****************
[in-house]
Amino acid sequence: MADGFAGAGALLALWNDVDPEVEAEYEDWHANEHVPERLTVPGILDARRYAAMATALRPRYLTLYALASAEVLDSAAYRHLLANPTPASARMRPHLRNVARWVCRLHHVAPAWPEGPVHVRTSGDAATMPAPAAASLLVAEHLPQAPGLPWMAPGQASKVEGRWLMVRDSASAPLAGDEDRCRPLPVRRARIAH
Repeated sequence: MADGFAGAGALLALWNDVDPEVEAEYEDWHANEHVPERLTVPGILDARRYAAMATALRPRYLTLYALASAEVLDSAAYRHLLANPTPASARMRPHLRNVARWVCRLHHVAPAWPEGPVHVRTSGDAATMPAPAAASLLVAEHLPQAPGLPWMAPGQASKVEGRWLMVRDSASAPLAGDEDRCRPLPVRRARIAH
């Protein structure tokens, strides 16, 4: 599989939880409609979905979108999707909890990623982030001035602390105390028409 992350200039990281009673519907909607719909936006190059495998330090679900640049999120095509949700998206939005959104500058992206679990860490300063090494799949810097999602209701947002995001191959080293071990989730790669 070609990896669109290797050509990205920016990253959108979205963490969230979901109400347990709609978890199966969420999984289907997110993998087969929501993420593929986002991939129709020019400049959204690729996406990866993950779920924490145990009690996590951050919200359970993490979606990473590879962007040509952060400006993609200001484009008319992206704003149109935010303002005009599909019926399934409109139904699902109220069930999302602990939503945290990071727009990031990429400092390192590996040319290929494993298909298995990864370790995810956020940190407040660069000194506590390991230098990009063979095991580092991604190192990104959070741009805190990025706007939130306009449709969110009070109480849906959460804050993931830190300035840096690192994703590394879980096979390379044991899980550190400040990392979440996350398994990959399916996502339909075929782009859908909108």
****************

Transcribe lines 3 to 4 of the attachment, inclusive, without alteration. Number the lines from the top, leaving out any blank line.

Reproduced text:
Repeated sequence: MADGFAGAGALLALWNDVDPEVEAEYEDWHANEHVPERLTVPGILDARRYAAMATALRPRYLTLYALASAEVLDSAAYRHLLANPTPASARMRPHLRNVARWVCRLHHVAPAWPEGPVHVRTSGDAATMPAPAAASLLVAEHLPQAPGLPWMAPGQASKVEGRWLMVRDSASAPLAGDEDRCRPLPVRRARIAH
């Protein structure tokens, strides 16, 4: 599989939880409609979905979108999707909890990623982030001035602390105390028409 992350200039990281009673519907909607719909936006190059495998330090679900640049999120095509949700998206939005959104500058992206679990860490300063090494799949810097999602209701947002995001191959080293071990989730790669 070609990896669109290797050509990205920016990253959108979205963490969230979901109400347990709609978890199966969420999984289907997110993998087969929501993420593929986002991939129709020019400049959204690729996406990866993950779920924490145990009690996590951050919200359970993490979606990473590879962007040509952060400006993609200001484009008319992206704003149109935010303002005009599909019926399934409109139904699902109220069930999302602990939503945290990071727009990031990429400092390192590996040319290929494993298909298995990864370790995810956020940190407040660069000194506590390991230098990009063979095991580092991604190192990104959070741009805190990025706007939130306009449709969110009070109480849906959460804050993931830190300035840096690192994703590394879980096979390379044991899980550190400040990392979440996350398994990959399916996502339909075929782009859908909108």